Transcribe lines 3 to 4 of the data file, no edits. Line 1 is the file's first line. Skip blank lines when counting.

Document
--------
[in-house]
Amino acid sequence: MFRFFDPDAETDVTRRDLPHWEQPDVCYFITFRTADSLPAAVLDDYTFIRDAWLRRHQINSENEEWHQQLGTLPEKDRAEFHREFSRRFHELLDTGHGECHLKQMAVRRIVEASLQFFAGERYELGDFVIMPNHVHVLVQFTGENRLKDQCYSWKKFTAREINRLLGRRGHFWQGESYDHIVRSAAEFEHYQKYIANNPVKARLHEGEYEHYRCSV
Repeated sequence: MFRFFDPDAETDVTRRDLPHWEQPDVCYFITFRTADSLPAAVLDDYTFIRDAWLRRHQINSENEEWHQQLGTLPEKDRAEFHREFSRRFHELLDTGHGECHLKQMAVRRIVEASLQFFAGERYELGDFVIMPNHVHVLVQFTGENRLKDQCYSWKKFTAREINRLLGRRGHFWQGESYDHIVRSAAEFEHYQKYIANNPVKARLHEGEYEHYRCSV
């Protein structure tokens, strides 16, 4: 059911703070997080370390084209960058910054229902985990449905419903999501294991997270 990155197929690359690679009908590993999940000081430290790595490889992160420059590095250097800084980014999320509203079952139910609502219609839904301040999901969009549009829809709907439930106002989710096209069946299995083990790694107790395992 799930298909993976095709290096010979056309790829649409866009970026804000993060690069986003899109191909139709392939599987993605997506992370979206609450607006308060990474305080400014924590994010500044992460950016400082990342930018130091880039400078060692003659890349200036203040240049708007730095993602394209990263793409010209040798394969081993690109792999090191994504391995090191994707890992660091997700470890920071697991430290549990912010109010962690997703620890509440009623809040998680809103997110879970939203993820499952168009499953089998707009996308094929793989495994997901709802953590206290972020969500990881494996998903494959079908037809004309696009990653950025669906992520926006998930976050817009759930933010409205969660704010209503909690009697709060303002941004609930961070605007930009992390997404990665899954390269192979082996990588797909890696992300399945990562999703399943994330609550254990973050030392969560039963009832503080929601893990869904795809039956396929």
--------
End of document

Repeated sequence: MFRFFDPDAETDVTRRDLPHWEQPDVCYFITFRTADSLPAAVLDDYTFIRDAWLRRHQINSENEEWHQQLGTLPEKDRAEFHREFSRRFHELLDTGHGECHLKQMAVRRIVEASLQFFAGERYELGDFVIMPNHVHVLVQFTGENRLKDQCYSWKKFTAREINRLLGRRGHFWQGESYDHIVRSAAEFEHYQKYIANNPVKARLHEGEYEHYRCSV
């Protein structure tokens, strides 16, 4: 059911703070997080370390084209960058910054229902985990449905419903999501294991997270 990155197929690359690679009908590993999940000081430290790595490889992160420059590095250097800084980014999320509203079952139910609502219609839904301040999901969009549009829809709907439930106002989710096209069946299995083990790694107790395992 799930298909993976095709290096010979056309790829649409866009970026804000993060690069986003899109191909139709392939599987993605997506992370979206609450607006308060990474305080400014924590994010500044992460950016400082990342930018130091880039400078060692003659890349200036203040240049708007730095993602394209990263793409010209040798394969081993690109792999090191994504391995090191994707890992660091997700470890920071697991430290549990912010109010962690997703620890509440009623809040998680809103997110879970939203993820499952168009499953089998707009996308094929793989495994997901709802953590206290972020969500990881494996998903494959079908037809004309696009990653950025669906992520926006998930976050817009759930933010409205969660704010209503909690009697709060303002941004609930961070605007930009992390997404990665899954390269192979082996990588797909890696992300399945990562999703399943994330609550254990973050030392969560039963009832503080929601893990869904795809039956396929």